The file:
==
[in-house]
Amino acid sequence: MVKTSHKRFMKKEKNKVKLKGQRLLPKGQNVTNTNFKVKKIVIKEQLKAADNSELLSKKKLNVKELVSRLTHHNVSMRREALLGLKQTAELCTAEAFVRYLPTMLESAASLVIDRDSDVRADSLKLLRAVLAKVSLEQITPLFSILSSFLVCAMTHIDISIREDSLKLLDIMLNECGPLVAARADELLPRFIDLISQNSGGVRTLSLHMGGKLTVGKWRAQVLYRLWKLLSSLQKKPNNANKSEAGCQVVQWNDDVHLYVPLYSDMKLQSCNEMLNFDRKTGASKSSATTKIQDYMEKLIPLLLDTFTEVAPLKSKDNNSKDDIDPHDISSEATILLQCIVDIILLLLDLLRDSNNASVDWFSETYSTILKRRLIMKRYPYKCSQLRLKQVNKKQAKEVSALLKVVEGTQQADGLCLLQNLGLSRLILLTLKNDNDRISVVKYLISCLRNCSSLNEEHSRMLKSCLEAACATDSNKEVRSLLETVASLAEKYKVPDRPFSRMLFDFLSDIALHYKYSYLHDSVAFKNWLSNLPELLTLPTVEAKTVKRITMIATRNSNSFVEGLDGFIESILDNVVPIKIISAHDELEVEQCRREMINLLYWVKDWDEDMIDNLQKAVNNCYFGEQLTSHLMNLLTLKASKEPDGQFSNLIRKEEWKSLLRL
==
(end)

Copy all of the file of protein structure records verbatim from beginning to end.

[in-house]
Amino acid sequence: MVKTSHKRFMKKEKNKVKLKGQRLLPKGQNVTNTNFKVKKIVIKEQLKAADNSELLSKKKLNVKELVSRLTHHNVSMRREALLGLKQTAELCTAEAFVRYLPTMLESAASLVIDRDSDVRADSLKLLRAVLAKVSLEQITPLFSILSSFLVCAMTHIDISIREDSLKLLDIMLNECGPLVAARADELLPRFIDLISQNSGGVRTLSLHMGGKLTVGKWRAQVLYRLWKLLSSLQKKPNNANKSEAGCQVVQWNDDVHLYVPLYSDMKLQSCNEMLNFDRKTGASKSSATTKIQDYMEKLIPLLLDTFTEVAPLKSKDNNSKDDIDPHDISSEATILLQCIVDIILLLLDLLRDSNNASVDWFSETYSTILKRRLIMKRYPYKCSQLRLKQVNKKQAKEVSALLKVVEGTQQADGLCLLQNLGLSRLILLTLKNDNDRISVVKYLISCLRNCSSLNEEHSRMLKSCLEAACATDSNKEVRSLLETVASLAEKYKVPDRPFSRMLFDFLSDIALHYKYSYLHDSVAFKNWLSNLPELLTLPTVEAKTVKRITMIATRNSNSFVEGLDGFIESILDNVVPIKIISAHDELEVEQCRREMINLLYWVKDWDEDMIDNLQKAVNNCYFGEQLTSHLMNLLTLKASKEPDGQFSNLIRKEEWKSLLRL